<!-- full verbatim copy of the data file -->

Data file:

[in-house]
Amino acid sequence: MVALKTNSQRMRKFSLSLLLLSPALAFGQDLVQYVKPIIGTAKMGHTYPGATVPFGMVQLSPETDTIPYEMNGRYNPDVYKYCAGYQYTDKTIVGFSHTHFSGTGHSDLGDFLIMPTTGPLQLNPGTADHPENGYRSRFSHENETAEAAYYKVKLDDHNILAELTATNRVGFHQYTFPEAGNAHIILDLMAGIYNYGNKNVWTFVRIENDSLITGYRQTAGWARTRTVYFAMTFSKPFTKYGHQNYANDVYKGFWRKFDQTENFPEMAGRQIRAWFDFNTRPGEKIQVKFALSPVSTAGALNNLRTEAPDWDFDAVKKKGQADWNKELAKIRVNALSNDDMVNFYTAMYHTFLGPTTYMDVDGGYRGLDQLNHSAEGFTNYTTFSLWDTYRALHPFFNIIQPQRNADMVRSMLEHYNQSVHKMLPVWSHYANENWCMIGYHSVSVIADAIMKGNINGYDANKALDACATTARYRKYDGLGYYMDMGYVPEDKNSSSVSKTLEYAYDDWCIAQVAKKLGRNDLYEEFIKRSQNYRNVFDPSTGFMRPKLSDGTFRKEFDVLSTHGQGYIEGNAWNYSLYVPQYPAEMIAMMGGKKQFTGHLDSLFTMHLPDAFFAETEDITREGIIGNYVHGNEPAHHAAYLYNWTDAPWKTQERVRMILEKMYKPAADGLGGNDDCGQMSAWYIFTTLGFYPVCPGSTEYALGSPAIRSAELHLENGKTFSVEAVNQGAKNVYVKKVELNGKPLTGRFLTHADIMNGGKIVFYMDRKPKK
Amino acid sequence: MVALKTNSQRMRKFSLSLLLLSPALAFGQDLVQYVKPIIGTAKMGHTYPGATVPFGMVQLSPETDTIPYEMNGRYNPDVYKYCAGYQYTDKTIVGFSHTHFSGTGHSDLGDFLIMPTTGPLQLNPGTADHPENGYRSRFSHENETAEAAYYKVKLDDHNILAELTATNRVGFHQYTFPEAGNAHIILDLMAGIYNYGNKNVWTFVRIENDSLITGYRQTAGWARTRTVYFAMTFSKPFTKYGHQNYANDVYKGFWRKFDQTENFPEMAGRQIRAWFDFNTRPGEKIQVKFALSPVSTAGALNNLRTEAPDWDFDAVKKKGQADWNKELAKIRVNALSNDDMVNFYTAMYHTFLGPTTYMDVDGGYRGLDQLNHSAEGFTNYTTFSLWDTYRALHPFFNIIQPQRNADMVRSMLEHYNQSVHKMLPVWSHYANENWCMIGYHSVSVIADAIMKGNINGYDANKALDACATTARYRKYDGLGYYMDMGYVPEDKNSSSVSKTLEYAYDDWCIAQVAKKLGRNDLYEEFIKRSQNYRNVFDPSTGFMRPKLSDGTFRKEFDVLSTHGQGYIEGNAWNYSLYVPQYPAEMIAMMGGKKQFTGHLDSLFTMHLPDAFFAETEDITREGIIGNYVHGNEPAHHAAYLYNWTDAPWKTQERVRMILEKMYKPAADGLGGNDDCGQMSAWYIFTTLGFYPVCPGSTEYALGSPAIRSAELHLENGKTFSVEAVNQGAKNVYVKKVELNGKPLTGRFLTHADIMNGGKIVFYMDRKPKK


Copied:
[in-house]
Amino acid sequence: MVALKTNSQRMRKFSLSLLLLSPALAFGQDLVQYVKPIIGTAKMGHTYPGATVPFGMVQLSPETDTIPYEMNGRYNPDVYKYCAGYQYTDKTIVGFSHTHFSGTGHSDLGDFLIMPTTGPLQLNPGTADHPENGYRSRFSHENETAEAAYYKVKLDDHNILAELTATNRVGFHQYTFPEAGNAHIILDLMAGIYNYGNKNVWTFVRIENDSLITGYRQTAGWARTRTVYFAMTFSKPFTKYGHQNYANDVYKGFWRKFDQTENFPEMAGRQIRAWFDFNTRPGEKIQVKFALSPVSTAGALNNLRTEAPDWDFDAVKKKGQADWNKELAKIRVNALSNDDMVNFYTAMYHTFLGPTTYMDVDGGYRGLDQLNHSAEGFTNYTTFSLWDTYRALHPFFNIIQPQRNADMVRSMLEHYNQSVHKMLPVWSHYANENWCMIGYHSVSVIADAIMKGNINGYDANKALDACATTARYRKYDGLGYYMDMGYVPEDKNSSSVSKTLEYAYDDWCIAQVAKKLGRNDLYEEFIKRSQNYRNVFDPSTGFMRPKLSDGTFRKEFDVLSTHGQGYIEGNAWNYSLYVPQYPAEMIAMMGGKKQFTGHLDSLFTMHLPDAFFAETEDITREGIIGNYVHGNEPAHHAAYLYNWTDAPWKTQERVRMILEKMYKPAADGLGGNDDCGQMSAWYIFTTLGFYPVCPGSTEYALGSPAIRSAELHLENGKTFSVEAVNQGAKNVYVKKVELNGKPLTGRFLTHADIMNGGKIVFYMDRKPKK
Amino acid sequence: MVALKTNSQRMRKFSLSLLLLSPALAFGQDLVQYVKPIIGTAKMGHTYPGATVPFGMVQLSPETDTIPYEMNGRYNPDVYKYCAGYQYTDKTIVGFSHTHFSGTGHSDLGDFLIMPTTGPLQLNPGTADHPENGYRSRFSHENETAEAAYYKVKLDDHNILAELTATNRVGFHQYTFPEAGNAHIILDLMAGIYNYGNKNVWTFVRIENDSLITGYRQTAGWARTRTVYFAMTFSKPFTKYGHQNYANDVYKGFWRKFDQTENFPEMAGRQIRAWFDFNTRPGEKIQVKFALSPVSTAGALNNLRTEAPDWDFDAVKKKGQADWNKELAKIRVNALSNDDMVNFYTAMYHTFLGPTTYMDVDGGYRGLDQLNHSAEGFTNYTTFSLWDTYRALHPFFNIIQPQRNADMVRSMLEHYNQSVHKMLPVWSHYANENWCMIGYHSVSVIADAIMKGNINGYDANKALDACATTARYRKYDGLGYYMDMGYVPEDKNSSSVSKTLEYAYDDWCIAQVAKKLGRNDLYEEFIKRSQNYRNVFDPSTGFMRPKLSDGTFRKEFDVLSTHGQGYIEGNAWNYSLYVPQYPAEMIAMMGGKKQFTGHLDSLFTMHLPDAFFAETEDITREGIIGNYVHGNEPAHHAAYLYNWTDAPWKTQERVRMILEKMYKPAADGLGGNDDCGQMSAWYIFTTLGFYPVCPGSTEYALGSPAIRSAELHLENGKTFSVEAVNQGAKNVYVKKVELNGKPLTGRFLTHADIMNGGKIVFYMDRKPKK